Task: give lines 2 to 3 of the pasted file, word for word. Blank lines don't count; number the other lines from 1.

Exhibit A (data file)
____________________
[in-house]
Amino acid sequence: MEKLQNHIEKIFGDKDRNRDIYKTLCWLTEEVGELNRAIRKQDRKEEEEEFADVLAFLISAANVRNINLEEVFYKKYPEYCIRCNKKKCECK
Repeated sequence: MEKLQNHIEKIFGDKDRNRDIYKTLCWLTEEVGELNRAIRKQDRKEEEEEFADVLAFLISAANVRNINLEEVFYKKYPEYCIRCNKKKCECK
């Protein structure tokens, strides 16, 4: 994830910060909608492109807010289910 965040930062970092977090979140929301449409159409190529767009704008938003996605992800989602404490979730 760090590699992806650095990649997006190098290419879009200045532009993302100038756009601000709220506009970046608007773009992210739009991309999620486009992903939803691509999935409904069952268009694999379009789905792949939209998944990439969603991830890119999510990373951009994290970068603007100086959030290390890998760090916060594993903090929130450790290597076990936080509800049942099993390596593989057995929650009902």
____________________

Amino acid sequence: MEKLQNHIEKIFGDKDRNRDIYKTLCWLTEEVGELNRAIRKQDRKEEEEEFADVLAFLISAANVRNINLEEVFYKKYPEYCIRCNKKKCECK
Repeated sequence: MEKLQNHIEKIFGDKDRNRDIYKTLCWLTEEVGELNRAIRKQDRKEEEEEFADVLAFLISAANVRNINLEEVFYKKYPEYCIRCNKKKCECK